Note: This isn't really a review. In fact, if you haven't seen the movie, I suggest you don't read this post, coz there be spoilers!
You have been warned. Now, on with the post.
Generally, when I review or rate a movie, I do it on the basis of the following question: Did it achieve what it set out to achieve? Not that asking this question makes my review any less subjective. It just allows me to love both Citizen Kane and Main Hoon Na without feeling all conflicted about it.
With remakes, there's an additional layer to that: How does the movie rate, if you did not know that it is a remake? And, how did the maker of this movie view it, in the context of the original? I'm distinguishing here between remakes and rip-offs - this post is about movies where the maker acknowledges what inspired him/her.
But with Don, despite the fact that it shares some major plot points and dialogue with the Amitabh starrer, I'm not entirely sure I could call it a remake. It's more like, Farhan Akhtar has taken some of the original movie's ingredients and added things of his own to the mix. And since what he has added is significant, you can no longer look at it as the same dish.
For one thing, the Iftikhar role is redefined. Boman Irani seems to be rehashing the same role up to a point, and then it is revealed that he has his own agenda. That he is not really a conscientious cop but a drug lord in hiding, using Vijay to eliminate his arch enemy in the business.
It adds an interesting layer to Vijay's struggle to prove his innocence, until we realize, right at the end, that it's not Vijay at all - there's been a double switcheroo, and we've been watching Don playing Vijay playing Don all this time. Nice little trick, that.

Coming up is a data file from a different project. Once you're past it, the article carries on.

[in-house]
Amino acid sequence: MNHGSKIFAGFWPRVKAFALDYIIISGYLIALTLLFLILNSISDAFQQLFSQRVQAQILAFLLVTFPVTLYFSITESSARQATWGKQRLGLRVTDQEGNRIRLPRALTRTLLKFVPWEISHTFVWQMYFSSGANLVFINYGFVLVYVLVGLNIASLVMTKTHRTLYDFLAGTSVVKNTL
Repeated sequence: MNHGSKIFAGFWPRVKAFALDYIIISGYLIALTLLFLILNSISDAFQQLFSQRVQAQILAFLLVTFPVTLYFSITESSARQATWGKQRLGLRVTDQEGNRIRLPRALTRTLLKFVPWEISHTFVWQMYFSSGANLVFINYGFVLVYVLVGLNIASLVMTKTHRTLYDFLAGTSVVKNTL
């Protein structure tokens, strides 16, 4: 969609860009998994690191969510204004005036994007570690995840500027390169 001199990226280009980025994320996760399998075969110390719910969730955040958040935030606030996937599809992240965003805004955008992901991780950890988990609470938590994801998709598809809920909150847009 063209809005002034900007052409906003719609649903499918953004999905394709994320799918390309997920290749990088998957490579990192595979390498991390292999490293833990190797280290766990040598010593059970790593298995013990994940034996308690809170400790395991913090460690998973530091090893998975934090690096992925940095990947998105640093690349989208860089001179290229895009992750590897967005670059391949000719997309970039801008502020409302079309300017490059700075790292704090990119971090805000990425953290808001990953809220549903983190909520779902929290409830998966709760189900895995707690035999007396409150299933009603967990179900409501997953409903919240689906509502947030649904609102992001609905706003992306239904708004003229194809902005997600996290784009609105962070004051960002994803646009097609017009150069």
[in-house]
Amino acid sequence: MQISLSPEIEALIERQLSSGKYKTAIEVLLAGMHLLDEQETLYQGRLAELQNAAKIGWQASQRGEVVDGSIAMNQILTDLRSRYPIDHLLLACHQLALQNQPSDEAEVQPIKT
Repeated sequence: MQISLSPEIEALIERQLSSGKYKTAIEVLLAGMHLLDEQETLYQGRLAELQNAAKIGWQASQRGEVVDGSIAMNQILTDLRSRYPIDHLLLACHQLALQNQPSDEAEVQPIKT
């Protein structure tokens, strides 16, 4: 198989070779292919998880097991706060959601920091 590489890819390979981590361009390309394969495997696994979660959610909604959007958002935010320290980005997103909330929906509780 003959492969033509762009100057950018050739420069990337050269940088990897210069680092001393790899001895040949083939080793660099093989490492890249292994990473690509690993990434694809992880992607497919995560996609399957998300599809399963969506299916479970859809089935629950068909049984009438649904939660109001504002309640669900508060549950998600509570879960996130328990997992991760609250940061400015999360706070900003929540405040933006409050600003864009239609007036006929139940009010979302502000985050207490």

The surprise ending now makes you wonder: since the movie more or less followed the same broad outline as far as SRK's charcter was concerned, is it still consistent given the final twist? As in, is every one of SRK's actions justifiable, given that he is actually Don playing Vijay playing Don? I can think of only one weak spot: after SRK's escape from the plane, he goes back to meet Priyanka and tries to prove his innocence. Why woould he want to do that? As far as he is concerned, Boman Irani is dead. And as he mentions right at the end, there was nothing in the disc he gave Boman in the first place. So he might as well just escape.
The plausible explanation for this would be, I guess, that he wanted to get away clean - prove his innocence as Vijay, then stage his own death so that no loose ends are left. The problem with that explanation is simply this: If he wanted to do that, why did he reveal his identity to Priyanka through an oblique clue right at the very end? He was clearly smart enough to know that it would give the game away. Was it just him showing off? Or was it the writer showing off?
Apart from that, I think it's a good twist. And when you look back on it, you see a lot of scenes where he's given you little clues to the truth - like when he goes to visit Arjun Rampal's kid at the school and initially doesn't seem to recognize him, and so on.
But to me, the more impressive thing is the way Farhan Akhtar recognized a crucial choice in the script and chose wisely. Boman Irani reveals his true identity at the end of the first half. And until the major players (Arjun Rampal and SRK) get to know this, there seems to be no reason for this to be revealed to the audience. It seemed at first as if he had spoiled what could've been a major surprise by telling us early.
But here's why I think he did it: By telling us about Boman, and getting us to focus on that twist, he kept us engaged on that front while quietly preparing us for the surprise ending. The fact that
the man who we thought was Vijay is really Don, is a bigger surprise than the fact that Boman was actually a drug lord. By sacrificing the latter, he made the former more powerful. Smart piece of decision making there, I thought.